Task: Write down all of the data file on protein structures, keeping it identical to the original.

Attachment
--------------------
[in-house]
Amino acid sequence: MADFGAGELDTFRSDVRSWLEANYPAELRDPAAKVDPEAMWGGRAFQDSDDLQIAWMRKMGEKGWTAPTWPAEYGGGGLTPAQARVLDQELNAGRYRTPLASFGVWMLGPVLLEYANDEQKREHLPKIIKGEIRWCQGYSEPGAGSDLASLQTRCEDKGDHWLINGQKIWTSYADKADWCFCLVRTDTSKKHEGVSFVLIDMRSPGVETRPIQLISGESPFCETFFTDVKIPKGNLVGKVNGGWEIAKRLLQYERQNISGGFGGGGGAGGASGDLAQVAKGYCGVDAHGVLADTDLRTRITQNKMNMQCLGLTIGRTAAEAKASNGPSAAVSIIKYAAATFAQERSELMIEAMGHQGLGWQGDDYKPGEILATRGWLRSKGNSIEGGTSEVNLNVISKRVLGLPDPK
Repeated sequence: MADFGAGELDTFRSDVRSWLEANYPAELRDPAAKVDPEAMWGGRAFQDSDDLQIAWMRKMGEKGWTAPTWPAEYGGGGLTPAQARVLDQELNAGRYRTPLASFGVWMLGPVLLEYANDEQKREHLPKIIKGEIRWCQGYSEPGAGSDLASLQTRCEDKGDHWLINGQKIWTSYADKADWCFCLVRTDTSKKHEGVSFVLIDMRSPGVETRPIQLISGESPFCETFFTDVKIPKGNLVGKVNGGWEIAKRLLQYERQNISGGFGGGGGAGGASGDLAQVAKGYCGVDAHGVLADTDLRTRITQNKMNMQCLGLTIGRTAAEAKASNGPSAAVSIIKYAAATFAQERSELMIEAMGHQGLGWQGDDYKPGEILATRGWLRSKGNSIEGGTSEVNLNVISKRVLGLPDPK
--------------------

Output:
[in-house]
Amino acid sequence: MADFGAGELDTFRSDVRSWLEANYPAELRDPAAKVDPEAMWGGRAFQDSDDLQIAWMRKMGEKGWTAPTWPAEYGGGGLTPAQARVLDQELNAGRYRTPLASFGVWMLGPVLLEYANDEQKREHLPKIIKGEIRWCQGYSEPGAGSDLASLQTRCEDKGDHWLINGQKIWTSYADKADWCFCLVRTDTSKKHEGVSFVLIDMRSPGVETRPIQLISGESPFCETFFTDVKIPKGNLVGKVNGGWEIAKRLLQYERQNISGGFGGGGGAGGASGDLAQVAKGYCGVDAHGVLADTDLRTRITQNKMNMQCLGLTIGRTAAEAKASNGPSAAVSIIKYAAATFAQERSELMIEAMGHQGLGWQGDDYKPGEILATRGWLRSKGNSIEGGTSEVNLNVISKRVLGLPDPK
Repeated sequence: MADFGAGELDTFRSDVRSWLEANYPAELRDPAAKVDPEAMWGGRAFQDSDDLQIAWMRKMGEKGWTAPTWPAEYGGGGLTPAQARVLDQELNAGRYRTPLASFGVWMLGPVLLEYANDEQKREHLPKIIKGEIRWCQGYSEPGAGSDLASLQTRCEDKGDHWLINGQKIWTSYADKADWCFCLVRTDTSKKHEGVSFVLIDMRSPGVETRPIQLISGESPFCETFFTDVKIPKGNLVGKVNGGWEIAKRLLQYERQNISGGFGGGGGAGGASGDLAQVAKGYCGVDAHGVLADTDLRTRITQNKMNMQCLGLTIGRTAAEAKASNGPSAAVSIIKYAAATFAQERSELMIEAMGHQGLGWQGDDYKPGEILATRGWLRSKGNSIEGGTSEVNLNVISKRVLGLPDPK